|Title||Washington Irving's House|
Oil painting by Humbert Arcamonte titled "Washington Irving's House," 1939.
The painting was loaned to Queens College by the WPA in 1939.
One may have faith that truth will triumph over deceit, and still believe that myth is stronger than truth. In the case of "Washington Irving House" at the southwest corner of 17th Street and Irving Place, the Irving myth is tenacious. But it is hard to see how the picturesque little house can survive. Washington Irving was one of the preminent cultural figures of early 19th century New York culture, author of "The Legend of Sleepy Hollow" and "Rip Van Winkle" and influential in the creation of Central Park. In the 1840s hebegan spending most of his time at Sunnyside, his country seat in Tarrytown, N.Y., where he died in 1859.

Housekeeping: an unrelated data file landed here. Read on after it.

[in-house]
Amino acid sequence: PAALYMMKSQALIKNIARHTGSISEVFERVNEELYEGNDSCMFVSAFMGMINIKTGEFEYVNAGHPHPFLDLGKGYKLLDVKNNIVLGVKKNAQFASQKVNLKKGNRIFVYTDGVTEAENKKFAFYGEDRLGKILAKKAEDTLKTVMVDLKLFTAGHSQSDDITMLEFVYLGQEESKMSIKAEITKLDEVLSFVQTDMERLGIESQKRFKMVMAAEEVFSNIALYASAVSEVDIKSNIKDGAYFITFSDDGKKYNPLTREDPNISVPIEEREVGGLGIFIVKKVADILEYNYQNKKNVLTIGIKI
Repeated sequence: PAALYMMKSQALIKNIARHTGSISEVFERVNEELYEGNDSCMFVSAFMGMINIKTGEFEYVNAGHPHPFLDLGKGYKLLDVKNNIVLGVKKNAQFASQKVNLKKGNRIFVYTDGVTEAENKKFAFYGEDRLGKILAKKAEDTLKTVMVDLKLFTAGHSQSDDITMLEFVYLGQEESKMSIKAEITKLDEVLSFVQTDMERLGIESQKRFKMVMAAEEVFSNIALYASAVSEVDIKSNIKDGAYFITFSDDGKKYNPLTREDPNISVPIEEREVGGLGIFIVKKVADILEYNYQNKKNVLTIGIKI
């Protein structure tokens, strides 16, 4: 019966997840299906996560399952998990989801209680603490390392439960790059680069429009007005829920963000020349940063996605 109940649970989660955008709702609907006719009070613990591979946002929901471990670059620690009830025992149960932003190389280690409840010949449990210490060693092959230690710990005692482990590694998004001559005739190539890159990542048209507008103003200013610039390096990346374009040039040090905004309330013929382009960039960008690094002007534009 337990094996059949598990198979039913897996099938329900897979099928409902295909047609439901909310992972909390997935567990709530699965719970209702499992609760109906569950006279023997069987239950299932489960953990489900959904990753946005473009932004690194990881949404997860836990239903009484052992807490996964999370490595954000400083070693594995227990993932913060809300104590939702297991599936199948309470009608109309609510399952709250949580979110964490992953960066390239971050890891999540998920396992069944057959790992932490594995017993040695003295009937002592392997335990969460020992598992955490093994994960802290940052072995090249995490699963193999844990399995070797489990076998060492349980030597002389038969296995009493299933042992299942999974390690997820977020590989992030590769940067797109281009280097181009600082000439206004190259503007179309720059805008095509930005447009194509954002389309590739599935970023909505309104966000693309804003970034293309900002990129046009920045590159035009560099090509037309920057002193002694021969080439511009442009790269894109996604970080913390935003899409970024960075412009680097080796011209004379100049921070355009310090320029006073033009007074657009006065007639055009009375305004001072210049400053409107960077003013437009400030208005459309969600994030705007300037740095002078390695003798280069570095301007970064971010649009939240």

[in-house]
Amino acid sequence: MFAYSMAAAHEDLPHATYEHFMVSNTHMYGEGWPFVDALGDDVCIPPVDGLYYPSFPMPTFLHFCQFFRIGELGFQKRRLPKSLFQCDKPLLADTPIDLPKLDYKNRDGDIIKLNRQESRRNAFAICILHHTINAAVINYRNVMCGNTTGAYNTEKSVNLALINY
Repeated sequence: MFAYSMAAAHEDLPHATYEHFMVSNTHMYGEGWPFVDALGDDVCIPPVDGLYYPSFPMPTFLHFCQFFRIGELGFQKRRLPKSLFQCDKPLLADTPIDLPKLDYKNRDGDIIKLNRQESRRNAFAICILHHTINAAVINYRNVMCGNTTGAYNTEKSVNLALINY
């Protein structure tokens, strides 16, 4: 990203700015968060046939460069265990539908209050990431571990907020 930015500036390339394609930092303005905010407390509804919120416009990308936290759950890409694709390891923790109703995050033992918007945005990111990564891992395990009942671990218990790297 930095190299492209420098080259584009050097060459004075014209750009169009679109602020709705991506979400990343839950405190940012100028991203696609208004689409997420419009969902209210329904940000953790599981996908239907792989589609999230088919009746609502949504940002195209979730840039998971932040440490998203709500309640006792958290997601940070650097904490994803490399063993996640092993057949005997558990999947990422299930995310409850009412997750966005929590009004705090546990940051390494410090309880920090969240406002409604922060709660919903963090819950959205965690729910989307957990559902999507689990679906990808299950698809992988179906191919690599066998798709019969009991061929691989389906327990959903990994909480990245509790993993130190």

Excerpted from Why the Legend of Irving Place is but a Myth, by Christopher Gray; New York Times, Sunday, March 13, 1994.
|Dimensions||H-20 W-24 inches|
20th Century AD